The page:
How Nutritional Therapy Can Be Applied to Support Individuals With Conditions Affecting the Stomach and Intestines

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How to Apply Food Therapy to Support Individuals with Conditions Affecting the Stomach and Intestines
Health and Wellness
Human intestines

Gastrointestinal problems

Many conditions might affect the stomach and intestines, which impact our health, general wellbeing and functionality in daily life. They range from mild food intolerance, through allergies to serious diseases and can impact our lives on many planes, thus making it harder to function in daily life optimally. These conditions could include conditions such as constipation, IBS (irritable bowel syndrome), nausea, bloating, diarrhoea and many more. According to Cleveland Clinic(1) they can be caused or worsened by a low fibre diet, not enough physical activity, changes in daily routine, too much dairy in the diet, stress, pregnancy or taking certain medications that influence bowel movements, e.g. anti-diarrhoeal medications, which in turn, can weaken the bowel muscle movements. Such conditions can also cause symptoms including (but not limited to) abdominal pain and gas, bloating, excess gas, alternating constipation, diarrhoea and many more(1). Various conditions cause various symptoms. Depending on the condition the patient is suffering from a range of symptoms and their intensity is going to be different. Examples of conditions and the symptoms they cause are(2):

  • Celiac disease is an autoimmune disorder, where the small intestine is hypersensitive to gluten. Consumption of gluten causes the immune system to attack o small intestine, which further leads to damage. It causes symptoms such as diarrhoea or constipation, bloating, rashes, weight loss and poor growth in children.
  • Constipation is defined as difficulty or infrequency in passing stools. It can be caused by lack of fibre in the diet, dehydration, stress, pregnancy, inactivity or taking certain medications (e.g. antidepressants, iron supplements or opioids).
  • Crohn’s disease is a chronic bowel disease causing patches of inflammation in the gastrointestinal tract. The exact causes are still unknown, but it appears to be more common in western countries. Symptoms include long-lasting diarrhoea, abdominal pain and weight loss. It’s also linked to the presence of blood and mucus in the faeces.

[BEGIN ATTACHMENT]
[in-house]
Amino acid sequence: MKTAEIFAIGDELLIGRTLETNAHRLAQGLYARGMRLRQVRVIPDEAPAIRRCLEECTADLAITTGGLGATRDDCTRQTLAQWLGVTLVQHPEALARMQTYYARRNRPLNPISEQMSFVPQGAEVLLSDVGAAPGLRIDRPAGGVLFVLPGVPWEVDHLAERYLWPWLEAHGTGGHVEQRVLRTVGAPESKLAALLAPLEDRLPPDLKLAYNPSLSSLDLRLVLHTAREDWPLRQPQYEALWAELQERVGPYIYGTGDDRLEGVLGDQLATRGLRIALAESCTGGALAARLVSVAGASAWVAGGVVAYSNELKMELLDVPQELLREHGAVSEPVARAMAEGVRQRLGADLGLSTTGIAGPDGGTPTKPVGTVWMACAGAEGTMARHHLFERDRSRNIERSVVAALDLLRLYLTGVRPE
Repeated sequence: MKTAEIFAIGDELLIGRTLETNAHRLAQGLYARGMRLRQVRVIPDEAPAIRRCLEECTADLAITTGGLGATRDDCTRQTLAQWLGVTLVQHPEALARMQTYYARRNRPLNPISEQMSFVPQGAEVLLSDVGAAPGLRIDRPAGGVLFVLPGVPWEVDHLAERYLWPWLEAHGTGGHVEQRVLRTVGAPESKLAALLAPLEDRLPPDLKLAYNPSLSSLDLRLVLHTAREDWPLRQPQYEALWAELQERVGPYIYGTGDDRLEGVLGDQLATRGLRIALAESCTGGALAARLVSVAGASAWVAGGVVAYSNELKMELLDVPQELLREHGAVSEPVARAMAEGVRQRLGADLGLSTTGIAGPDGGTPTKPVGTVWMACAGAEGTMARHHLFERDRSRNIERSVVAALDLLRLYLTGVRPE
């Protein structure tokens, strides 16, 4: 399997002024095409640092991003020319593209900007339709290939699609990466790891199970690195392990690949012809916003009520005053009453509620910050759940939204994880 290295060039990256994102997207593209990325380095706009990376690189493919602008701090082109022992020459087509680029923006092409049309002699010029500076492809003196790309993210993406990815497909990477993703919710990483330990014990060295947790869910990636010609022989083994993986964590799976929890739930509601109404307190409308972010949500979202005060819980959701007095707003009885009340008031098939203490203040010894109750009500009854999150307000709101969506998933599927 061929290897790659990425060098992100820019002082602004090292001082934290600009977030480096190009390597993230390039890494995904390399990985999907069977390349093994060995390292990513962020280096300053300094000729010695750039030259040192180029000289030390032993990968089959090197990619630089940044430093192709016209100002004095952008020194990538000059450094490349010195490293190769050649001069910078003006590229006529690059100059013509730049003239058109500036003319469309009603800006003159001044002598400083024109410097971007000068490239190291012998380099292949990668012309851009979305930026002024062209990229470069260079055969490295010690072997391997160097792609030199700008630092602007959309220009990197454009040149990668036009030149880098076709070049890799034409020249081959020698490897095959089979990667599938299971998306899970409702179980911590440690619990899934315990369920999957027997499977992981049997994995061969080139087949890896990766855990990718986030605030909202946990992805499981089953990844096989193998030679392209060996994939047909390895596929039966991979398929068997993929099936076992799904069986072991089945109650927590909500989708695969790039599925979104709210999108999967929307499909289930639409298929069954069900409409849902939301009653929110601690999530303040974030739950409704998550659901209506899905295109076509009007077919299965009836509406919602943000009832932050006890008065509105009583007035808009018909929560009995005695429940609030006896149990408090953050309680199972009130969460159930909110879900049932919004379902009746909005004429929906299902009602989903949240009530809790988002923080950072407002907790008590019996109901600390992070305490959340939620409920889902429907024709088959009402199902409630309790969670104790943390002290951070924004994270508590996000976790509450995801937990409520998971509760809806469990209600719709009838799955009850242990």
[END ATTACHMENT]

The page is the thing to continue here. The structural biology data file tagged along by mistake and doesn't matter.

• Diarrhoea causes frequent, loose and watery stools. It is usually accompanied by an urgent need to go to the toilet. It might be caused by bacteria (e.g. Salmonella or Campylobacter infection) or certain medical conditions such as Celiac or Crohn’s disease.
  • Diverticular disease is a chronic disease, where diverticula occur in the bowel. They can further become infected (when undigested foods are trapped within them) and cause pain, constipation, fever, nausea or cramping.
  • Irritable Bowel Syndrome or IBS in short is a common condition that causes long-lasting stomach cramps, bloating and diarrhoea. The exact causes of it remain unknown(3).

Gut health

This list is not exclusive and is far from complete. It only intends to outline a couple of various gastrointestinal conditions that affect the population. Nutritional therapy aims to prevent the occurrence of such diseases or manage the symptoms through specific, nutritional care. It aims to provide foods that have certain nutrients, and properties or exclude foods or types of foods from the diet to adapt to the condition and make functioning in activities of daily life easier. By implementing nutritional therapy one can expect the symptoms to decrease or even regress in some cases, which drastically affects the quality of life and general wellbeing. The therapist can use their knowledge to exclude, include or change the ratio of certain nutrients to manage gastrointestinal diseases. Such actions aim to reduce the symptoms of mentioned diseases, manage them and improve the quality of life of the patient.


  1. Cleveland Clinic, Gastrointestinal Diseases, accessed on 13/05/21, available at:
  2., Gastrointestinal Disorders, accessed on 13/05/21, available at:
  3. NHS, What is IBS? accessed on 13/05/21, available at:

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